Dear Home Ec 101,
A while ago you posted a recipe for fettucini alfredo and suggested adding steamed broccoli. So, maybe it makes me look an idiot and maybe it doesn’t, but is there a proper way to steam broccoli?
Stymied by Steam
While you don’t need any fancy tools to steam vegetables, I do recommend having a vegetable steamer. They are fairly small, versatile, and have a timer that can take some of the stress out of coordinating cook times. I use an oh-so-fancy Black and Decker Flavor Scenter Steamer Deluxe. It’s a long name for a small appliance that boils water and costs somewhere in the neighborhood of $30. I have used mine fairly often for four years, so I consider it a worthy investment. To steam broccoli in a steamer simply follow the handy dandy directions in the booklet, or if you lost that: put water in the bottom, put the basket over the water, load your vegetables, put the lid on securely, and set the timer. Since you can see the vegetables cooking, it’s easy to turn it off as soon as the florets turn the bright green that says, “Hey, I’m done!”
Since we’re flexible here at Home Ec 101, here’s how you steam broccoli in the microwave. Put the florets, those are the cut pieces that look like little trees, in a microwave safe dish. Add about an inch of water, cover tightly, and microwave on high for five minutes or until bright green. Of course cook times vary because not all microwaves are created equal, but for two cups of broccoli you should be in the right neighborhood.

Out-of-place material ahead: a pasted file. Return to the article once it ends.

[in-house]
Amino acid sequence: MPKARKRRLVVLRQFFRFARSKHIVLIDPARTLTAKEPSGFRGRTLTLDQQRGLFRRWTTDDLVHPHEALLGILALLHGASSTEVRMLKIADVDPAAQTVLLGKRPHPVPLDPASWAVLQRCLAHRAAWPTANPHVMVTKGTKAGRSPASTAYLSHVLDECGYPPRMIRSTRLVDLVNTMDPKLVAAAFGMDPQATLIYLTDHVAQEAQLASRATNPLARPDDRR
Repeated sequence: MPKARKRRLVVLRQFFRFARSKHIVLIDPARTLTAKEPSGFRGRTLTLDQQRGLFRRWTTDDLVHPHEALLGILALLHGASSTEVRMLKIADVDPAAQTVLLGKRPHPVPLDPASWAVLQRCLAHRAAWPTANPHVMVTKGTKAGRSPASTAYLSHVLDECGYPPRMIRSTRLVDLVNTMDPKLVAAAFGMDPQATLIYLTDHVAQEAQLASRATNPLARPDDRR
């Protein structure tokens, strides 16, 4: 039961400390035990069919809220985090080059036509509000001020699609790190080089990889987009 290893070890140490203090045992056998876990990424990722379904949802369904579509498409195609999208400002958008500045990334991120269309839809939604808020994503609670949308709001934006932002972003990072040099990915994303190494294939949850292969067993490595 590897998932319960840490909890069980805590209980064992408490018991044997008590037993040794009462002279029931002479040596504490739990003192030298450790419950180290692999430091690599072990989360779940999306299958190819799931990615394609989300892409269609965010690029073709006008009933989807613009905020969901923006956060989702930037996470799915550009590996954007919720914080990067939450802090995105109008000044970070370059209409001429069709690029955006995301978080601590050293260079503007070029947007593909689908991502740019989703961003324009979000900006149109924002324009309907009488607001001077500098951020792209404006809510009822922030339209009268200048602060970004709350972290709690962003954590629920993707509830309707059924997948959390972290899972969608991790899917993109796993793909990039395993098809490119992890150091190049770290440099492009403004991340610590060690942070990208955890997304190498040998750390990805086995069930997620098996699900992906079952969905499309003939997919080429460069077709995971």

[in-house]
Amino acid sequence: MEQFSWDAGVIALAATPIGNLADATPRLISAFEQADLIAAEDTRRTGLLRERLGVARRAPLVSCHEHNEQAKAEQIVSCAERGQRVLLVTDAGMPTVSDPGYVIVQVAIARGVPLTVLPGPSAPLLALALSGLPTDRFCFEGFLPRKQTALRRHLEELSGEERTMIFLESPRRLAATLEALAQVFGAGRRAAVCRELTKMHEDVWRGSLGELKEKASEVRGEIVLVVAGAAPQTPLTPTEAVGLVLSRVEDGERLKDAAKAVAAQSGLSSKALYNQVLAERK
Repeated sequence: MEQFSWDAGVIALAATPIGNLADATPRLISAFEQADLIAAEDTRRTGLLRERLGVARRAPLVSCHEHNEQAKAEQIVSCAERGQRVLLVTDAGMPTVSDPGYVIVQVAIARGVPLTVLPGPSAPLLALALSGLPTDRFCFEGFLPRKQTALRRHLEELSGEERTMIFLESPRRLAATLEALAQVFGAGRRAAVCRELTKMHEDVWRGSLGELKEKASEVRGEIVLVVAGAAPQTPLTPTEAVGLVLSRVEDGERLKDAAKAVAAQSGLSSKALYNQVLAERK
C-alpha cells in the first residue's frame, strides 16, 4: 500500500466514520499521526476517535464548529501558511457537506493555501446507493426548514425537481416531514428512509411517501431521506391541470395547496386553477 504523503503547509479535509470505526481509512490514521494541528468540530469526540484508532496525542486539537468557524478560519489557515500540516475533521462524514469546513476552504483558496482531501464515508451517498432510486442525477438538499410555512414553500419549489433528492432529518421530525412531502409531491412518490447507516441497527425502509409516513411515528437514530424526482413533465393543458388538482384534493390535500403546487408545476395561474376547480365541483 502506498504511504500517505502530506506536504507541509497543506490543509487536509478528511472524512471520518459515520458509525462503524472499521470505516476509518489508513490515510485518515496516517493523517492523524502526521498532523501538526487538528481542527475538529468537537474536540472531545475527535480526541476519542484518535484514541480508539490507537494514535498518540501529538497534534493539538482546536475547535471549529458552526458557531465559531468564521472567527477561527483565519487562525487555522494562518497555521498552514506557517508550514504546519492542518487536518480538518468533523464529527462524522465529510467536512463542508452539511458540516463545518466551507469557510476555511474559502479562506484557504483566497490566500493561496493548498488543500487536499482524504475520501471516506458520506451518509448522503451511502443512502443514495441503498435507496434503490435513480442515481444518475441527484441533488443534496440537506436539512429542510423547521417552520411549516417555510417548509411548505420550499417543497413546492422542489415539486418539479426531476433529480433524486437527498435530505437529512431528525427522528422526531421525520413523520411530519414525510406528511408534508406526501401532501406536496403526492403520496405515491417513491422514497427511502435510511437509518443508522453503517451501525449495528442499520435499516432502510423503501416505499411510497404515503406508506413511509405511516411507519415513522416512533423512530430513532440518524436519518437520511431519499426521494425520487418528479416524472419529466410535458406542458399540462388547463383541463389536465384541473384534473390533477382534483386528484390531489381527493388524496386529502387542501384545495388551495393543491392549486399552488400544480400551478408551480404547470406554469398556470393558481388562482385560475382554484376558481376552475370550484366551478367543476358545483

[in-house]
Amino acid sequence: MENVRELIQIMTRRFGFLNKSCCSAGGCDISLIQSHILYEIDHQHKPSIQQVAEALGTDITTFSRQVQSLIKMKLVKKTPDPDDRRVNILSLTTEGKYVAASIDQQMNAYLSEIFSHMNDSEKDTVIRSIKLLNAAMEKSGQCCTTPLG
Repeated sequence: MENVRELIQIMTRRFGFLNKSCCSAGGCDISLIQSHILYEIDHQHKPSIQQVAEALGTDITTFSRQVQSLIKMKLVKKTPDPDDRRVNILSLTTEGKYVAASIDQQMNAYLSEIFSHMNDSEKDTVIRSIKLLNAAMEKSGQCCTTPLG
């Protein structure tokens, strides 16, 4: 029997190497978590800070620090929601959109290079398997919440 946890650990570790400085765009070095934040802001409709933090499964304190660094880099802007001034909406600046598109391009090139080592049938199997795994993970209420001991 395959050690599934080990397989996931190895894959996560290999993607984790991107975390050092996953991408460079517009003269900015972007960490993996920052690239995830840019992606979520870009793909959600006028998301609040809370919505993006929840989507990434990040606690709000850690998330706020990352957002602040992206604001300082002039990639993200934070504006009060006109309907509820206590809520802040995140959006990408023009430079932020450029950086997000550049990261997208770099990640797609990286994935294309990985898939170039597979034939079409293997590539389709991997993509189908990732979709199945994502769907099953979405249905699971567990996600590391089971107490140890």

What, you don’t have a microwave, either? You’re killing me. Don’t worry, this is also a piece of cake on the stove. Add about an inch of water to a sauce pan, add your broccoli, place the pan over medium heat, and cover tightly. Bring the water to a boil and allow to cook until, wait for it, the broccoli turns bright green. You are surprised, aren’t you?
OK, so your basic steamed broccoli isn’t always exciting. If you want to add some punch that keeps people from reaching for the salt shaker, heat a saute pan or frying pan over medium heat. Add a tablespoon of butter or olive oil and add any herbs or seasoning that are included or are complementary to your main dish. For example, if you are having dilled salmon consider adding a splash of lemon juice and some dill weed. If your main dish has Asian spices stir in soy or terriyaki sauce with garlic or onion. Then, simply toss your broccoli in the heated butter or olive oil until well coated. All the little buds provide excellent nooks and crannies that soak up flavor. For those scared of a little fat, it is important to remember that Vitamins A, D, E, and K are fat soluble and the presence of fat actually improves their absorption rate. Broccoli is loaded with both vitamins A & K.